ltiofficial 43:52
43:55

and not requiring highways or bridges.

ltiofficial 43:55
43:58

You can turn around by electrodynamic means,

ltiofficial 43:58
44:00

discharging air from the right or the left side,

ltiofficial 44:00
44:06

not by tunneled air paths, but just by attracting or repelling air.

ltiofficial 44:15
44:18

I did this about 65 years ago.

ltiofficial 44:18
44:21

This is what an automobile will look like in the future.

ltiofficial 44:21
44:24

It'll have sensors on it. So, if I got mad at you

ltiofficial 44:24
44:27

and, when I get within a certain distance, the breaks go on.

ltiofficial 44:27
44:30

If I'm backing up and there's a child crossing, the car stops.

ltiofficial 44:31
44:33

No one drowns in a swimming pool, because a net comes up

ltiofficial 44:34
44:36

when you're not home. Is that clear?

ltiofficial 44:36
44:39

If somebody falls in the pool and you're busy cooking...

ltiofficial 44:39
44:42

the child sinks to the bottom, a tight net comes up right away.

ltiofficial 44:42
44:45

What do you want? What kind of world do you want?

ltiofficial 44:46
44:50

What you see here is just glimpses of the future.

ltiofficial 44:51
44:56

So, we'll go and look the place over so you've got a better idea.

ltiofficial 44:58
45:01

That area over there, across the water,

ltiofficial 45:01
45:06

we will build a very large dome like a center for dialogue

ltiofficial 45:06
45:08

to invite different people out here.

ltiofficial 45:42
45:45

This is a freighter with separate sections.

ltiofficial 45:46
45:48

This freighter can deliver this to the Philippines,

ltiofficial 45:49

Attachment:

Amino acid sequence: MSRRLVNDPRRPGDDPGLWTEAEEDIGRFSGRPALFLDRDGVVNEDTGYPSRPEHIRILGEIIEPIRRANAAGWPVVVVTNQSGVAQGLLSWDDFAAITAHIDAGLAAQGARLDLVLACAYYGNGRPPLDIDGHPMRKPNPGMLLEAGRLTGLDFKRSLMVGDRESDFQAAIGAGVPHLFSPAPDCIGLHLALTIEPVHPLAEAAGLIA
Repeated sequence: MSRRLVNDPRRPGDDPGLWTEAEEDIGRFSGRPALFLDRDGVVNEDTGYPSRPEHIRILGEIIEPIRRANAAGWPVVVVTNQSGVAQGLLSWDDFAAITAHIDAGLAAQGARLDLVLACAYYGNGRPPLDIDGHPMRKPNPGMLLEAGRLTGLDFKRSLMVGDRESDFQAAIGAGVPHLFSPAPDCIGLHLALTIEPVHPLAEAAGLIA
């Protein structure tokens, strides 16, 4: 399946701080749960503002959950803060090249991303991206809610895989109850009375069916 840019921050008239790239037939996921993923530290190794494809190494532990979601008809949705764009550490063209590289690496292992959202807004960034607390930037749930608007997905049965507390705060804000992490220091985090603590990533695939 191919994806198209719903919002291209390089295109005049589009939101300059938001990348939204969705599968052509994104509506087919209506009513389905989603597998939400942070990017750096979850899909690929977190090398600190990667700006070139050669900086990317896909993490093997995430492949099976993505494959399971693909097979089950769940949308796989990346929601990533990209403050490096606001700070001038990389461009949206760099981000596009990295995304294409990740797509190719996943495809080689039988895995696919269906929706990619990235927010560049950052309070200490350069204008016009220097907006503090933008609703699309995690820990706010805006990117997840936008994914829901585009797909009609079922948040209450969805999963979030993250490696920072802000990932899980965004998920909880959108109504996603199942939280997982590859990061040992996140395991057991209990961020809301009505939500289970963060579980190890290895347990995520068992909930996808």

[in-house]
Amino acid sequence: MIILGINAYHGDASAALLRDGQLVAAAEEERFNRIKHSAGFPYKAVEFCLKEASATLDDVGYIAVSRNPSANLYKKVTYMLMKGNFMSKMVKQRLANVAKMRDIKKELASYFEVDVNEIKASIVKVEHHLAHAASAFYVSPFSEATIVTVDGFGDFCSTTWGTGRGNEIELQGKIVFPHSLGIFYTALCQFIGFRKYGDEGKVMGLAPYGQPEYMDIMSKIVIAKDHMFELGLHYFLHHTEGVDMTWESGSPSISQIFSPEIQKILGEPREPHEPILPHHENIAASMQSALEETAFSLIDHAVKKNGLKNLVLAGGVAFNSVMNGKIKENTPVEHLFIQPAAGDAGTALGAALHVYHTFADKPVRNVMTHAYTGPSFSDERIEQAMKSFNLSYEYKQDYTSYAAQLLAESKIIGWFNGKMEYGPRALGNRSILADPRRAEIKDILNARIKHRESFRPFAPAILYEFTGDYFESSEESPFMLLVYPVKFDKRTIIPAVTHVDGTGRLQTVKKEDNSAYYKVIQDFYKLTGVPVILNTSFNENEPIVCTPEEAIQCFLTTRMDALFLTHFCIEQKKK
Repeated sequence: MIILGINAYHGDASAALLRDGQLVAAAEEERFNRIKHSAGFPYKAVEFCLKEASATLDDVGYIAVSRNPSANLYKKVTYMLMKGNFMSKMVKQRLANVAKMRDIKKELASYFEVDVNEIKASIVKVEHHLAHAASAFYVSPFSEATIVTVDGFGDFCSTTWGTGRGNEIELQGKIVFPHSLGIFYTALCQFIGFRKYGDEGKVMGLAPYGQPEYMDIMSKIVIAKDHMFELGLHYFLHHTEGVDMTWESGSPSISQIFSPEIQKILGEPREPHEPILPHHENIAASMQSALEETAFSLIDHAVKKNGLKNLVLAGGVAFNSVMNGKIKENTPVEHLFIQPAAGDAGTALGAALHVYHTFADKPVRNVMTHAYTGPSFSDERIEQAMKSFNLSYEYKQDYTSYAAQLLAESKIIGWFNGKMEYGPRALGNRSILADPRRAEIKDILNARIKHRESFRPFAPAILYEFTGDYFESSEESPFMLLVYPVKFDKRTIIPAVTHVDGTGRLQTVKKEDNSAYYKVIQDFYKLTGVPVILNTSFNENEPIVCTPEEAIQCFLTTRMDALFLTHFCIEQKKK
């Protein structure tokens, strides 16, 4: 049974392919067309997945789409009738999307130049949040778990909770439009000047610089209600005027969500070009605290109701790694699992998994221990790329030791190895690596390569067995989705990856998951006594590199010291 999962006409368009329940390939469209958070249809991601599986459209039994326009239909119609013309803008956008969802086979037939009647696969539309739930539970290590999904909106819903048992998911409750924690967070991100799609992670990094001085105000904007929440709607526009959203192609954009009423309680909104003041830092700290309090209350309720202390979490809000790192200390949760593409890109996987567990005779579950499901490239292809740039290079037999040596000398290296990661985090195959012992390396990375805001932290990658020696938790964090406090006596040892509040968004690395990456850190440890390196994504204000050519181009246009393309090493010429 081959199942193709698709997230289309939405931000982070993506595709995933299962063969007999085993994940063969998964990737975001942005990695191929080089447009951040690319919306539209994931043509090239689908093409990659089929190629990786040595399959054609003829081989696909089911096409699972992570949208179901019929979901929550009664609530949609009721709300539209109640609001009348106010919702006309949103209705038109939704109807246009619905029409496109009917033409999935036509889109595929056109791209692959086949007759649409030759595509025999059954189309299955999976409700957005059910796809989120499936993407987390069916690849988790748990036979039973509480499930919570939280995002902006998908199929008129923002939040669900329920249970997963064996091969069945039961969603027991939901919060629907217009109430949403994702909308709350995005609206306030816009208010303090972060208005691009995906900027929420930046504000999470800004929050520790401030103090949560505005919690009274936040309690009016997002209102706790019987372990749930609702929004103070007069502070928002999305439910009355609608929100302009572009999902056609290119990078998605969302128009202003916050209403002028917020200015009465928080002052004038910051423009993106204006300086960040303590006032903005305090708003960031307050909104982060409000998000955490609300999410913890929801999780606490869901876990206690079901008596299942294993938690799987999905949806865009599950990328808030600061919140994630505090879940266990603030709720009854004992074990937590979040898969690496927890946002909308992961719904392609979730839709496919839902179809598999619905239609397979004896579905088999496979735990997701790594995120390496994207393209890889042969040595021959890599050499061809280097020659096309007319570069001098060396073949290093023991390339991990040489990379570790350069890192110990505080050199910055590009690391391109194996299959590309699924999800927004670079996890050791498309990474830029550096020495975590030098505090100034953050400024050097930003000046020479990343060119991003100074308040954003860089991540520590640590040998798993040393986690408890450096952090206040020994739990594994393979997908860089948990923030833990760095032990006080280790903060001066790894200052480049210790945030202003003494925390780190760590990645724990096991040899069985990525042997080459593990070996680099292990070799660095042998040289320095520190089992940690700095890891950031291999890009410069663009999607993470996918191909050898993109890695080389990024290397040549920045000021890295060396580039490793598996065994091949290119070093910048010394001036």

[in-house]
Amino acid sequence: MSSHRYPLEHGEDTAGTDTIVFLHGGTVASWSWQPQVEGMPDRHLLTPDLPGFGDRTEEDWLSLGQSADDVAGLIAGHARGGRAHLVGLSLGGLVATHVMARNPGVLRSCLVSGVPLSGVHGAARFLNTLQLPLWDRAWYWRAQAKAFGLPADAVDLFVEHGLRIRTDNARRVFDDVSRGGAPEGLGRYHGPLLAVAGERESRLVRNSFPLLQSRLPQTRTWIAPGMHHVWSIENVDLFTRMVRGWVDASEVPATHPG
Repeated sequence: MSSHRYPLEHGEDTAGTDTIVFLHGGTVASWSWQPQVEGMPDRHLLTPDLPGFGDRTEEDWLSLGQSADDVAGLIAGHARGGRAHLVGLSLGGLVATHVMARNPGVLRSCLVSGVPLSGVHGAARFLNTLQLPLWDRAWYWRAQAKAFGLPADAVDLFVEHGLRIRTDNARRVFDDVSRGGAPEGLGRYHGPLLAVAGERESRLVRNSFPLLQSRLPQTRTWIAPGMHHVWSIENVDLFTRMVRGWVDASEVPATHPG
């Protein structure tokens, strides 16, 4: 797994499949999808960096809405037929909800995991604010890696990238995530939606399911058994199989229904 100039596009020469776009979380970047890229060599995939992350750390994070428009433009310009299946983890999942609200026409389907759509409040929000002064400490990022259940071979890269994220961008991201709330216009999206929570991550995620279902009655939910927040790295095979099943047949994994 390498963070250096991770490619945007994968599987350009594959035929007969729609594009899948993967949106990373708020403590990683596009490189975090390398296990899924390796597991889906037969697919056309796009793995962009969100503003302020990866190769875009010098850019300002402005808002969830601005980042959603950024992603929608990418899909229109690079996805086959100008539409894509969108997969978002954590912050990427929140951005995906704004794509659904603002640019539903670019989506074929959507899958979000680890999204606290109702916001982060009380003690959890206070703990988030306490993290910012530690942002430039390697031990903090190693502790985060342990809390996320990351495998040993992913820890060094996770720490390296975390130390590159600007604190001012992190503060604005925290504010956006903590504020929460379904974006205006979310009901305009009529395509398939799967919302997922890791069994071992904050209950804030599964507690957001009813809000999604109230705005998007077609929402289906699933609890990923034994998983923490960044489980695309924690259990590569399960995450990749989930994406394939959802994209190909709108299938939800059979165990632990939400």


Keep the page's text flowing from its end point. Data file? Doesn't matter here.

45:51

drop this off in Hawaii... And so

ltiofficial 45:51
45:54

when all of the freight bays are released

ltiofficial 45:54
45:59

they are propelled automatically to the loading docks.

ltiofficial 45:59
46:02

And then the forward portion of the ship and the rear portion,

ltiofficial 46:02
46:05

which is the propulsion unit, are joined together.

ltiofficial 46:05
46:08

So you always travel at a balanced load;

ltiofficial 46:08
46:11

you never travel with an empty hull back.

ltiofficial 46:11
46:17

Using energy that way conserves millions of gallons of fuel

ltiofficial 46:17
46:21

if you use fuel in a conventional sense.

ltiofficial 46:22
46:27

This is a possible propulsion method. In this instance

ltiofficial 46:27
46:31

water is drawn toward the surface of the ship electrodynamically.

ltiofficial 46:31
46:35

And, in turn, the ship's reaction is forward

ltiofficial 46:35
46:37

away from the pressure toward the rear.

ltiofficial 46:37
46:42

It's like holding a peach pit, and squeezing it, and it moves forward.

ltiofficial 46:42
46:46

It has far less wake,

ltiofficial 46:46
46:48

less water turbulence,

ltiofficial 46:48
46:50

and very little energy consumed.

ltiofficial 46:53
46:55

What you see here is an illustration

ltiofficial 46:55
46:59

of underwater transportation for the future.

ltiofficial 46:59
47:03

At the very leading edge air bubbles will be emitted

ltiofficial 47:03
47:05

very rapidly in front of the unit,

ltiofficial 47:05
47:08

and that will cut down the resistance considerably.

ltiofficial 47:08
47:10

If you were to release thousands of air bubbles

ltiofficial 47:10
47:13

underneath the ship, it would sink,

ltiofficial 47:13
47:17